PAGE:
Red Bull have aero fixes for Barcelona
Red Bull believe that they will have fixes to their aerodynamic issues by the Spanish Grand Prix, following encouraging results in testing during this week.
The challenging race in Bahrain for both its drivers Max Verstappen and Pierre Gasly highlighted the ‘tricky’ handling of the RB15, which appears to have a very narrow set-up window. Red Bull believes that the handling problems are down to small details, rather than bigger issues.
During the test, Verstappen topped the times on the opening day, before Dan Ticktum took over for the second day of action. However, despite insisting there was no immediate fix, motorsport advisor Dr Helmut Marko insisted it will not take long to get it sorted.
He told Motorsport.com: “In Bahrain, we identified a weakness in the aerodynamics. We think we know the cause and have already implemented amendments. Verstappen’s time on Tuesday was quite okay. It’s not a conceptual problem, but a detail thing – and it’s not for the first time it has happened. But the wind in Bahrain multiplied it.”
Asked about if the team understood what it needed to do, and when a solution could be ready, Marko said: “We do know the cause, yes. But the extent to which we can correct this for China is not clear as of today.”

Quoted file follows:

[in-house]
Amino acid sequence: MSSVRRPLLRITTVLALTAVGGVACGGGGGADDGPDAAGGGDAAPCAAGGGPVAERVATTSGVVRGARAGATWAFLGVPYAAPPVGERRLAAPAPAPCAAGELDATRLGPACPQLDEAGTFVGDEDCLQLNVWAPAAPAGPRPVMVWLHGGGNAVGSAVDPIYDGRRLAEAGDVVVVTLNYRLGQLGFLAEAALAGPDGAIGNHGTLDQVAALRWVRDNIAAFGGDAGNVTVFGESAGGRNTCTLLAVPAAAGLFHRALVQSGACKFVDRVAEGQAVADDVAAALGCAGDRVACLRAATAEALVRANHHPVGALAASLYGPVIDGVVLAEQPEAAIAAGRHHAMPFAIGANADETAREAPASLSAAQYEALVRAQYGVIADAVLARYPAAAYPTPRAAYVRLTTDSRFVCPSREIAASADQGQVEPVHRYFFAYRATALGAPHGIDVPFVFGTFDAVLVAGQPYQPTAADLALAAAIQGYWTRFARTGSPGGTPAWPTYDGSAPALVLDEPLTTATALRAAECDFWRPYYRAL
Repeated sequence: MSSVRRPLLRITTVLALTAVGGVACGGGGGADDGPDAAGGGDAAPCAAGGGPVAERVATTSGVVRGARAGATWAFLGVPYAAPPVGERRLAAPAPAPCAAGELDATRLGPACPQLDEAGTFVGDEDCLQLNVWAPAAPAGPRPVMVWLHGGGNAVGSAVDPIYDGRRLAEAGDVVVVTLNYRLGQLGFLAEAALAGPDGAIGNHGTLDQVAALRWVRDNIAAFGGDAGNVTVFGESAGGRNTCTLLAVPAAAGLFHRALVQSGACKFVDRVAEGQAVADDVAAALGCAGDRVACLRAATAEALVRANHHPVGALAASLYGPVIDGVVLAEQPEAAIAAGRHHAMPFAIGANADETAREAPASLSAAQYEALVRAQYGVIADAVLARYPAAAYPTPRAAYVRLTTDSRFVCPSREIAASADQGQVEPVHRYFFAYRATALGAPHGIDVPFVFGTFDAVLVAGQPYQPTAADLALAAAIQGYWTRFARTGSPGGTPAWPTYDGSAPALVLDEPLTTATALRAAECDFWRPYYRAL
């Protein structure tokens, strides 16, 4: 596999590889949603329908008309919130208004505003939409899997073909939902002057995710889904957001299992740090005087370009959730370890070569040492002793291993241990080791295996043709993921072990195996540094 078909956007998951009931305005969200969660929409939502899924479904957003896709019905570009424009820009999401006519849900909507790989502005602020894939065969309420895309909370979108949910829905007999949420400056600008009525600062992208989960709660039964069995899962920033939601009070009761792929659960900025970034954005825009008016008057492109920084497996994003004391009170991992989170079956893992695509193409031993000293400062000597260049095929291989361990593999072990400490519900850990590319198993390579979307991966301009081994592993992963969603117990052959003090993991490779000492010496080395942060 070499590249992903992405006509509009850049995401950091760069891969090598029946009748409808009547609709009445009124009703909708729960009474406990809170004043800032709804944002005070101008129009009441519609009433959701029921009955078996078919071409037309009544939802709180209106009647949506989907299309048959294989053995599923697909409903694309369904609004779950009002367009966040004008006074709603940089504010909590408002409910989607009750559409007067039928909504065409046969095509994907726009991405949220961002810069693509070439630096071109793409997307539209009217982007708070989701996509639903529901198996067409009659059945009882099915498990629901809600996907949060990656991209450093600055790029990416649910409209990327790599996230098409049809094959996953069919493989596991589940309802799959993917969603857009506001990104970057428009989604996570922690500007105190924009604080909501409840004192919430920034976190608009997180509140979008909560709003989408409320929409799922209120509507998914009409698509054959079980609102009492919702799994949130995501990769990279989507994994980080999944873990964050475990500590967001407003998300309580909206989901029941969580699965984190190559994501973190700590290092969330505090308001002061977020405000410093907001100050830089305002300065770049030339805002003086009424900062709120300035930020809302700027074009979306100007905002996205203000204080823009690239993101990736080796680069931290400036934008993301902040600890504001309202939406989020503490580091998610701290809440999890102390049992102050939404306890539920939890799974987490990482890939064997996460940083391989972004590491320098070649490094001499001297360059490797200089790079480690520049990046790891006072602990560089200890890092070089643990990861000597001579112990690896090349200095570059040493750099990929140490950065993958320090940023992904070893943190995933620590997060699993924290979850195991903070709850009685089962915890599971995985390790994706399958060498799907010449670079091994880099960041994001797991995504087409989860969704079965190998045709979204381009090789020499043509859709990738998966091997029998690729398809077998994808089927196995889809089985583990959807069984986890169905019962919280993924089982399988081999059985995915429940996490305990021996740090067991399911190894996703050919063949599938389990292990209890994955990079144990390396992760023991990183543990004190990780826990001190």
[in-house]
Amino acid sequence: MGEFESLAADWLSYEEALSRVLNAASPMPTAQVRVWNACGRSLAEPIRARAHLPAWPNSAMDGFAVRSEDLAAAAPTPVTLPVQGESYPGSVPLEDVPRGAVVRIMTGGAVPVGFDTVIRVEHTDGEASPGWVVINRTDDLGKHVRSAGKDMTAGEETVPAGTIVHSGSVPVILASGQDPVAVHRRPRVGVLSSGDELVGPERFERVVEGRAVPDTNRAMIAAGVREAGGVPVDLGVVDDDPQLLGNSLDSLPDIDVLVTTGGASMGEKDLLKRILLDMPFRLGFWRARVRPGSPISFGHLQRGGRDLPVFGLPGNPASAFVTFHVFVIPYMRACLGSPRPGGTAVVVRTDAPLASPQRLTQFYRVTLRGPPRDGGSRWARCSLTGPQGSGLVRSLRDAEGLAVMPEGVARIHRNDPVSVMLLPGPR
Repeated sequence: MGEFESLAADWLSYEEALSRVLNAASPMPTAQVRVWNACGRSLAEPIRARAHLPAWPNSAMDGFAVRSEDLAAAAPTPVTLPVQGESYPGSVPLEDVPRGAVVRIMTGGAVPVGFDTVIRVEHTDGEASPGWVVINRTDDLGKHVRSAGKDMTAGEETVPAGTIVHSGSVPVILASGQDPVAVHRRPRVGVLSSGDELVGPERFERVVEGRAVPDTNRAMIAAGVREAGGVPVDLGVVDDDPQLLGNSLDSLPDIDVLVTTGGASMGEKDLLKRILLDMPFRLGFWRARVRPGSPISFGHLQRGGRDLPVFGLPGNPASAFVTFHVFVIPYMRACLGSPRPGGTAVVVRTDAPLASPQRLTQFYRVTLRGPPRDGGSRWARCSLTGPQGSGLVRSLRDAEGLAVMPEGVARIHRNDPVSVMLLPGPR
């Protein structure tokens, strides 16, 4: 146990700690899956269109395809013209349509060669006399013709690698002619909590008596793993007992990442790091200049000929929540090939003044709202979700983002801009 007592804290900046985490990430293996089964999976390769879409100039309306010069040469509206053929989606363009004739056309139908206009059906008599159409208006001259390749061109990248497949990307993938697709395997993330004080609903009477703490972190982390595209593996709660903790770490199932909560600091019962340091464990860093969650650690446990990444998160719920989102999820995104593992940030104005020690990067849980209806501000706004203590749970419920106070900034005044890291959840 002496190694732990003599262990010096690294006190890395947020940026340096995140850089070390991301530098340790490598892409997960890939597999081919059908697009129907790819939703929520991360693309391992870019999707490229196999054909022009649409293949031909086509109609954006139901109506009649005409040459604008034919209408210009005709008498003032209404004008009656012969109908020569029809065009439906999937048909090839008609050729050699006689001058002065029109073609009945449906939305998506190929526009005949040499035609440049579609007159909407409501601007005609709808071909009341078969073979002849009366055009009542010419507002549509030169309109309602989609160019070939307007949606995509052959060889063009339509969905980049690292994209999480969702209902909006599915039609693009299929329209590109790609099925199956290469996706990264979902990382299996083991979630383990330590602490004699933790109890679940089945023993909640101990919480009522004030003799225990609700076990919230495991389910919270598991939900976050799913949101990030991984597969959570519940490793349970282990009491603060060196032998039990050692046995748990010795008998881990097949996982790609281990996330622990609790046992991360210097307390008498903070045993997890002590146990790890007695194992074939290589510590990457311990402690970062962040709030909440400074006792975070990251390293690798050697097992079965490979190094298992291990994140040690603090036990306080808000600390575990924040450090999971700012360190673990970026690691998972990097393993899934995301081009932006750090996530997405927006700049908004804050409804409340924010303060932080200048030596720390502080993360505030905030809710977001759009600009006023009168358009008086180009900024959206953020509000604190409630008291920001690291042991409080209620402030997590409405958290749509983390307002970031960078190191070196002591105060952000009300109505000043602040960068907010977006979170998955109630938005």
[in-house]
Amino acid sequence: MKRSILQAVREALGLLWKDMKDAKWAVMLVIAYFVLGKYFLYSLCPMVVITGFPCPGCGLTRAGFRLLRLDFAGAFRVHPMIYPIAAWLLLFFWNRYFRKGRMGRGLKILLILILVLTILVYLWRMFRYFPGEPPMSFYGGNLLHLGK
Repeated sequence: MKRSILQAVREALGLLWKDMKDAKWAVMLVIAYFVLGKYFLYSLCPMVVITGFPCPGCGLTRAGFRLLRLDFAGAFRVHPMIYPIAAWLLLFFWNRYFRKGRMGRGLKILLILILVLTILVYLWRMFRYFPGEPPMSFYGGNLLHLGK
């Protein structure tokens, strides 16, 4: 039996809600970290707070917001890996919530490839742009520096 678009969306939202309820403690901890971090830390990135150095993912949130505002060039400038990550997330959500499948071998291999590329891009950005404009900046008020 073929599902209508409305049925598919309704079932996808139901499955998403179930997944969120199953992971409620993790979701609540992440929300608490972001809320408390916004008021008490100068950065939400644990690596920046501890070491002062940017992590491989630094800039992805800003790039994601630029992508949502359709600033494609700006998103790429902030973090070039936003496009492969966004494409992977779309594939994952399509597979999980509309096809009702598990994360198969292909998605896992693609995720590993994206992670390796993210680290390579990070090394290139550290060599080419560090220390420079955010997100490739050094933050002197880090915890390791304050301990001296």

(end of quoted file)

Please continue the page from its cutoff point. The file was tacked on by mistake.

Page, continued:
Marko believe that it has taken until now to understand the weaknesses of the car is because pre-season testing at Barcelona was compromised by the team losing new parts when Pierre Gasly crashed on the penultimate day.
He added, “It is all a consequence of us running an interim version of our car at the final day of testing in Barcelona. We did not have the complete package available after Gasly’s crash.”
Never seen before fault caused Leclerc’s power loss
Ferrari says that the cause of Charles Leclerc’s sudden loss of power while leading the Bahrain Grand Prix. A examination by the team has shown that his car suffered a “short circuit within an injection system control unit.”
The team have confirmed Leclerc will use the same power unit again at next weekend’s Chinese Grand Prix. The Monacan was on course to a dominant ten second maiden win when with eleven laps to go he suddenly suffered a loss of power.